Our doctors and nurses stand on the front lines of the battle against COVID-19. They risk their own health to keep us well and to contain the spread of a virus we still know so little about. But the information they need to do their jobs effectively also makes them an easy target for malicious actors seeking to prey on them at a moment of considerable vulnerability.

Unfortunately, that has always been the case. The first documented ransomware attack happened in 1989 at the height of the HIV/AIDS crisis. A researcher named Joseph Popp sent 20,000 floppy drives to fellow AIDS researchers in 90 countries. Popp told them the disks contained a questionnaire to help better assess an individual’s risk of acquiring AIDS.

Instead, the disk delivered malware, later dubbed the “AIDS Trojan,” that remained dormant until the computer was turned on 90 times. Users subsequently saw a pop-up message that demanded payment of $189 and an additional $378 for a software release. Ransom demands have grown much higher in recent years, and the methods of attack are far more sophisticated.

Federal Authorities Warn of Imminent Threats

Back in July, SecureData documented several high-profile cyberattacks against healthcare facilities. Since that time, the list of affected facilities has grown significantly. A wave of ransomware attacks hit facilities across the country in September and October, including the University of Vermont Health Network, the Sky Lakes Medical Center in Oregon, and Universal Health Services.

Attackers targeted facilities big and small. Here are just a few other facilities that have suffered recent malware and ransomware incidents:

  • UCare Minnesota: This nonprofit health plan reported an unauthorized incursion of company email accounts.
  • Piedmont Cancer Institute in Atlanta: The institute notified more than 5,000 patients that their data had been accessed after an email phishing attack.
  • University of Missouri Health Care: An email phishing attack led to the exposure of PHI for nearly 190,000 patients.
  • Oaklawn Hospital in Michigan: Personal information and PHI for nearly 27,000 patients was exposed in a phishing attack.

In response to this wave of attacks, federal agencies including the FBI issued a joint warning of “an increased and imminent cybercrime threat” directed at healthcare providers. The threat included both ransomware attacks and data theft using malware known as Trickbot. Hackers have also increasingly engaged in a dual threat of ransoming access to encrypted files and then extorting additional payments to prevent data leaks.

New Technology Means PHI Is Even More Vulnerable

Cybercriminals know how critical PHI is to healthcare providers in caring for their patients. They also know how far administrators might be willing to go to avoid losing data permanently in a ransomware attack. As doctors rely more and more on new technology, digital devices and electronic data storage to treat their patients, the loss of access to that data could bring even the largest healthcare facility to a grinding halt.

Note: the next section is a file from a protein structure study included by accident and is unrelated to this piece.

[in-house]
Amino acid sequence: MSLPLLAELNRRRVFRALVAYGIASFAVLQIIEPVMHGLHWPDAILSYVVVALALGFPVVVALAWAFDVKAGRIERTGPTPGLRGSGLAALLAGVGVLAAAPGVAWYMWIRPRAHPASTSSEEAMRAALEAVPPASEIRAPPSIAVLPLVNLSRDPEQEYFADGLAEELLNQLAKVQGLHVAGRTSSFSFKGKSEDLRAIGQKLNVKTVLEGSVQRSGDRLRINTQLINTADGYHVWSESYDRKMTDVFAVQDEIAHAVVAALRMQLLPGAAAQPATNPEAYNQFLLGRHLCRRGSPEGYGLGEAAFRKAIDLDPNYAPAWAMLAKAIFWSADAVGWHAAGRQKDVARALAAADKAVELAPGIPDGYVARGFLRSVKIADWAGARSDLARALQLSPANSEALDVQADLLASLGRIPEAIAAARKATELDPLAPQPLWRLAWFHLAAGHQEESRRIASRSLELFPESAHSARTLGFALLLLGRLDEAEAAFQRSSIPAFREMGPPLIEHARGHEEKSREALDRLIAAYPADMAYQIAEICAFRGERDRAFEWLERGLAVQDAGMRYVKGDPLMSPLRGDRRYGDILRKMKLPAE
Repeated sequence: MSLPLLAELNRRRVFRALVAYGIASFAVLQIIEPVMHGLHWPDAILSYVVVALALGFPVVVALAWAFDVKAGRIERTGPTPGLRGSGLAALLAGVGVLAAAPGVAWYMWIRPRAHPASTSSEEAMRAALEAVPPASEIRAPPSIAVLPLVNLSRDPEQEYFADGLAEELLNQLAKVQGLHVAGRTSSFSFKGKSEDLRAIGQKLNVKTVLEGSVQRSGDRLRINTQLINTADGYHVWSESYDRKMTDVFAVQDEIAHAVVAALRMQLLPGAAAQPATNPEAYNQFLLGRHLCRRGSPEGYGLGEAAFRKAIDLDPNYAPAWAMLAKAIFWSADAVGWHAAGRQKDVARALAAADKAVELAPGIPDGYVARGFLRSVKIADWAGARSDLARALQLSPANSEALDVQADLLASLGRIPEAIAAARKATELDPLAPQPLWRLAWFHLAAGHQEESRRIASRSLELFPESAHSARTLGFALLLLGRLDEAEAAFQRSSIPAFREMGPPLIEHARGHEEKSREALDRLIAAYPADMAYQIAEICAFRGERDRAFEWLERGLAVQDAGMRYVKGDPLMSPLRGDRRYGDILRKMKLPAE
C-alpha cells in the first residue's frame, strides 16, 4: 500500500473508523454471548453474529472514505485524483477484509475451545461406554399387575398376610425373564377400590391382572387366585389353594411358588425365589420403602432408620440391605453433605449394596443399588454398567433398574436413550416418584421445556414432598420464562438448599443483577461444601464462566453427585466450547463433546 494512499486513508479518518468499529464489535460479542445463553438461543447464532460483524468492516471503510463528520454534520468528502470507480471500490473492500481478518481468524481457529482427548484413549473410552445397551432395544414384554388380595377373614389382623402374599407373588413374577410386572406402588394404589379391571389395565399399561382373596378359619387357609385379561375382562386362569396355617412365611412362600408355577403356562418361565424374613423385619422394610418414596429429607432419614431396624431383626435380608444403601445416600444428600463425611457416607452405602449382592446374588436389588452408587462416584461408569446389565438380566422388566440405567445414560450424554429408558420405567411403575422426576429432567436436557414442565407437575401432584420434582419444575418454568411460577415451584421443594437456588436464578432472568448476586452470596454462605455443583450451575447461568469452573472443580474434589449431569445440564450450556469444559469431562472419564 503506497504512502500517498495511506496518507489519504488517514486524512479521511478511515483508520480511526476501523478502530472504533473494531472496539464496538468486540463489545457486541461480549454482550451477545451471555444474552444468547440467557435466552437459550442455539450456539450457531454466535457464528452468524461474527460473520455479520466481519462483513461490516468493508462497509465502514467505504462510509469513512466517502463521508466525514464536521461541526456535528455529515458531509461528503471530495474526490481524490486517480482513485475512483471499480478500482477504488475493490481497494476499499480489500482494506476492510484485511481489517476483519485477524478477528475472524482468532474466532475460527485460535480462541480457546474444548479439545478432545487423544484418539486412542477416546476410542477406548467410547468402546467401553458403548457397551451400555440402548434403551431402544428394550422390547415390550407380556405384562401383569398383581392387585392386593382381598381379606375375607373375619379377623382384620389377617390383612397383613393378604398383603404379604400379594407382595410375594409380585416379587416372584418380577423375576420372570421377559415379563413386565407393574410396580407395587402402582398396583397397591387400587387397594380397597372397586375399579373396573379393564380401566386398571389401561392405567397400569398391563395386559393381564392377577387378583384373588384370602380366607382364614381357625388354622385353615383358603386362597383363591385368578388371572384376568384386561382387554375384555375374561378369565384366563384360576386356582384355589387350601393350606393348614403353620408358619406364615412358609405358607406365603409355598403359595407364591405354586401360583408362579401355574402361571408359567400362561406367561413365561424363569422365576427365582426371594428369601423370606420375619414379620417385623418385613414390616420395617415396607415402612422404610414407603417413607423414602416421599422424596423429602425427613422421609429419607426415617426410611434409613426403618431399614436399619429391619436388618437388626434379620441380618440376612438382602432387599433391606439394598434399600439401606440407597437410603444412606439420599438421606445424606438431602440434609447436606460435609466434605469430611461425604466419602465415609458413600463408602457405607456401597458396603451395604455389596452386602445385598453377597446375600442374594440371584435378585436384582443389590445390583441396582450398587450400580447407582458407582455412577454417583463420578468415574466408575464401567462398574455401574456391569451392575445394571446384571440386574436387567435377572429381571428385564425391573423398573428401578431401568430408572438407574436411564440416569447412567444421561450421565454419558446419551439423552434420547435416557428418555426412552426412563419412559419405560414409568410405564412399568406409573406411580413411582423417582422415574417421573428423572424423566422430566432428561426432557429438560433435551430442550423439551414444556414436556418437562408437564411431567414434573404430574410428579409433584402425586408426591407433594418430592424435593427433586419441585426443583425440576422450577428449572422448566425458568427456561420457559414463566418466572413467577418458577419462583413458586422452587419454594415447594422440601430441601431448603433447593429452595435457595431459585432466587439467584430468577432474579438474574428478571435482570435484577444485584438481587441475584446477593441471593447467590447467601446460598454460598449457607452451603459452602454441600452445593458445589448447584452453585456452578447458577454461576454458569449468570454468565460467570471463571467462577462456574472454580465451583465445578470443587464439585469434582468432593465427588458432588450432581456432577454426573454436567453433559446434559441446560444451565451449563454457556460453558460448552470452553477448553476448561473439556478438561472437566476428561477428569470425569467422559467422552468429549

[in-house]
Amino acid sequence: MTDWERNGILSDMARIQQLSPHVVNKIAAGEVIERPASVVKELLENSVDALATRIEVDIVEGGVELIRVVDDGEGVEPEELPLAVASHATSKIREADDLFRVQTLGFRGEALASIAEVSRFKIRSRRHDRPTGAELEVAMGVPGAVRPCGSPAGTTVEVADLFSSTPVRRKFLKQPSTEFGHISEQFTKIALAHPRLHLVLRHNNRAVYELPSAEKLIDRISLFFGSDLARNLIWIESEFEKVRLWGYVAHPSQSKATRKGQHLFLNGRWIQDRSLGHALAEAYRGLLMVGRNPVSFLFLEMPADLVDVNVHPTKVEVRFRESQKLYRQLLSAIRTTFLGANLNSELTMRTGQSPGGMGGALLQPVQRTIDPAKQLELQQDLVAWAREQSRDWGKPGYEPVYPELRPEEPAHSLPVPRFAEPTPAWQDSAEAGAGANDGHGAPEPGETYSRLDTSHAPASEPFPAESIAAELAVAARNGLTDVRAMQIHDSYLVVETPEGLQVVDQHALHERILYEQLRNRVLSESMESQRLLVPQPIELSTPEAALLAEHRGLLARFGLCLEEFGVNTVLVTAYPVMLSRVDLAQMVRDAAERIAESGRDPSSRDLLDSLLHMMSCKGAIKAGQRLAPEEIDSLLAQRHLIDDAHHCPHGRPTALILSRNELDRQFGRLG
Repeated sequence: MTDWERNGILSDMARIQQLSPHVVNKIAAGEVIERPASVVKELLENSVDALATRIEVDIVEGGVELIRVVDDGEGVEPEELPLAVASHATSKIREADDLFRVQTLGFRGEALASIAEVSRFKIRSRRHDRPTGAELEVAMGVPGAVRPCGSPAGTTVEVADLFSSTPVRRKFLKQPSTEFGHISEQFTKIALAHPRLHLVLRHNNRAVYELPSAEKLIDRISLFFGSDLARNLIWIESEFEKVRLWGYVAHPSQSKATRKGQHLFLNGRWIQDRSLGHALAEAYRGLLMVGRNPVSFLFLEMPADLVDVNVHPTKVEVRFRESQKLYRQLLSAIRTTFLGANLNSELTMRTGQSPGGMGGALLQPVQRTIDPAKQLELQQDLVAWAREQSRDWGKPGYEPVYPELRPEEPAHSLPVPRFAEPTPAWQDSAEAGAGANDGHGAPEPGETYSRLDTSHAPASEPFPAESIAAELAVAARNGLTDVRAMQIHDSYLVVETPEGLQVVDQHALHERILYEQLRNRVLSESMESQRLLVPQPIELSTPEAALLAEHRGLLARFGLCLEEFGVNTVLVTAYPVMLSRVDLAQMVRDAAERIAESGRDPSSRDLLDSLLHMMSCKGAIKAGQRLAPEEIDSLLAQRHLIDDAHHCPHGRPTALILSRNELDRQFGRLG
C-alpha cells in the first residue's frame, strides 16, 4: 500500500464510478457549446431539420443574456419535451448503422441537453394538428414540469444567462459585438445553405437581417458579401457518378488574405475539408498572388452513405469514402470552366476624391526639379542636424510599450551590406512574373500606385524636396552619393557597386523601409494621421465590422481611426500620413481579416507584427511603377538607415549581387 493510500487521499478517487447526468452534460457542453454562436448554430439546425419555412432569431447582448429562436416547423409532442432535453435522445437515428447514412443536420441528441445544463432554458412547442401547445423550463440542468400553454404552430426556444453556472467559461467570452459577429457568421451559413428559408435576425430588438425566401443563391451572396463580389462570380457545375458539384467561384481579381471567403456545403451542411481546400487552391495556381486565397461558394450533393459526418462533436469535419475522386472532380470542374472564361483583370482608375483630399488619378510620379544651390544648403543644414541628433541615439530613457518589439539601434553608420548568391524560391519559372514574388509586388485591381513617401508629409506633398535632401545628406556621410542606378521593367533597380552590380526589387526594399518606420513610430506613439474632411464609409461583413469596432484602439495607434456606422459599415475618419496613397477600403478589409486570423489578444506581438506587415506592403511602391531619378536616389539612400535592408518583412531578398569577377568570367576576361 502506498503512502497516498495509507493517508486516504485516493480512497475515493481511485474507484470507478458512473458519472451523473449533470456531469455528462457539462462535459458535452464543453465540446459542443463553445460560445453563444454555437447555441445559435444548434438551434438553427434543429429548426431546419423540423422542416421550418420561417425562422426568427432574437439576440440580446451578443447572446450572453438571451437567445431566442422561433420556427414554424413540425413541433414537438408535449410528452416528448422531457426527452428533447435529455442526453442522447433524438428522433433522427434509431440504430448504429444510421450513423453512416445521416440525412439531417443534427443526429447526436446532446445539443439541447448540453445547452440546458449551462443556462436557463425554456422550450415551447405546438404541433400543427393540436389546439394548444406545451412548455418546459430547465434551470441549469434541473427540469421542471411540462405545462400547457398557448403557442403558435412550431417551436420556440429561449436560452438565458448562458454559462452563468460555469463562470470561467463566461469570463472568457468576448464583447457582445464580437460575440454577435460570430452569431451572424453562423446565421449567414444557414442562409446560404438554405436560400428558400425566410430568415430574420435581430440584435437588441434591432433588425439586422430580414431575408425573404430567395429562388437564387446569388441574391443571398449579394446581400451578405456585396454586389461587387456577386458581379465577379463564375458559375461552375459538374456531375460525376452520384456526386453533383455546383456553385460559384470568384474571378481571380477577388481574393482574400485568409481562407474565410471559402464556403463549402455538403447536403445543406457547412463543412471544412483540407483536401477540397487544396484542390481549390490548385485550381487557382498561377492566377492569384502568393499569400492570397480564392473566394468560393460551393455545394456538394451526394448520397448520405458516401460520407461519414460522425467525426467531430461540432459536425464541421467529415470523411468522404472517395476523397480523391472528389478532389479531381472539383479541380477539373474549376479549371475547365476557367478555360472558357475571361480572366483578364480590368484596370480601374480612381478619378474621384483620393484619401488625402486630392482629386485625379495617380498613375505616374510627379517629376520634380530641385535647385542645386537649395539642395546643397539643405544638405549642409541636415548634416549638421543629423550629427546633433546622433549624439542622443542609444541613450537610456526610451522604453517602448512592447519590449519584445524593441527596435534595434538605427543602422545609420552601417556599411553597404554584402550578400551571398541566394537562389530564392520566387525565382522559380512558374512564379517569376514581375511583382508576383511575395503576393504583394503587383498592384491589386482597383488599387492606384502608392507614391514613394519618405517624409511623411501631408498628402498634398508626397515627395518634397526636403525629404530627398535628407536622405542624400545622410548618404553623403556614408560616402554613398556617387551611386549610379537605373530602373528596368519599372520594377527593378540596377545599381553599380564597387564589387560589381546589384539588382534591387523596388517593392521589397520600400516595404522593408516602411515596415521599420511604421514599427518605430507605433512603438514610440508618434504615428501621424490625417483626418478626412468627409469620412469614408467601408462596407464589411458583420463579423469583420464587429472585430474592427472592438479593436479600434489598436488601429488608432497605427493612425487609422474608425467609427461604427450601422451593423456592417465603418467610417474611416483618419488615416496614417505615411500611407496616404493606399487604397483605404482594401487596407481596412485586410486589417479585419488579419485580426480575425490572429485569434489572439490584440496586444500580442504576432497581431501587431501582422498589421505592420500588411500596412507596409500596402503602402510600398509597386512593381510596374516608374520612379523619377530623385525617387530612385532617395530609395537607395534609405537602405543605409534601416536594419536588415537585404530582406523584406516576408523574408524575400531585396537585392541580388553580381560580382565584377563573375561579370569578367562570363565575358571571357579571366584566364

Cybercriminals calculate that endangering the lives of patients will create sufficient panic that hospitals and clinics will gladly pay even the most exorbitant ransoms to maintain access to their data. COVID-19 has also put additional pressure on healthcare facilities. Administrators face a flood of malware that preys on anxieties about the virus and fears for the safety of loved ones.

A recent white paper by the Global Head of Cyber Futures at KPMG identified several current ransomware lures linked to COVID-19. They include:

  • Information about vaccines, PPE and hoarded items like hand sanitizer
  • Fraudulent offers of government assistance during the economic shutdown
  • Free downloads of video and audio conferencing software

Limiting Healthcare Providers’ Exposure to Ransomware

Cybercriminals continue to exploit new and existing weaknesses in healthcare cybersecurity systems. These attacks put patients’ lives at risk. Administrators who submit to ransom demands might think that is the best option.

But some analysts say that ransom payments only ensure future attacks by giving cybercriminals greater incentive and facilitating investment in new and more sophisticated methods of attack. Any strategy for limiting vulnerability to ransomware must embrace multiple layers of protection.

That begins with educating individual employees on the most common ways that ransomware can infect computers and networks. Clear policies about verifying suspicious emails and links can help prevent malware and ransomware attacks before they begin.

How health workers handle PHI, particularly at a moment when such information needs to be portable, can also dramatically reduce the likelihood of a successful attack. Remote management of all portable storage devices, offline backups and software-independent offline file encryption can help create a comprehensive security solution for healthcare workers to know that their patients’ lives as well as their PHI will never be held hostage by cybercriminals.

SecureData aims to provide the most innovative data security and restoration solutions for the healthcare sector. Call us at 1-800-875-3230 to learn more about how we can help you protect your most sensitive data with our state-of-the-art cybersecurity solutions, including HIPAA-compliant data storage, offline backups, remotely managed hardware encrypted storage devices, and much more.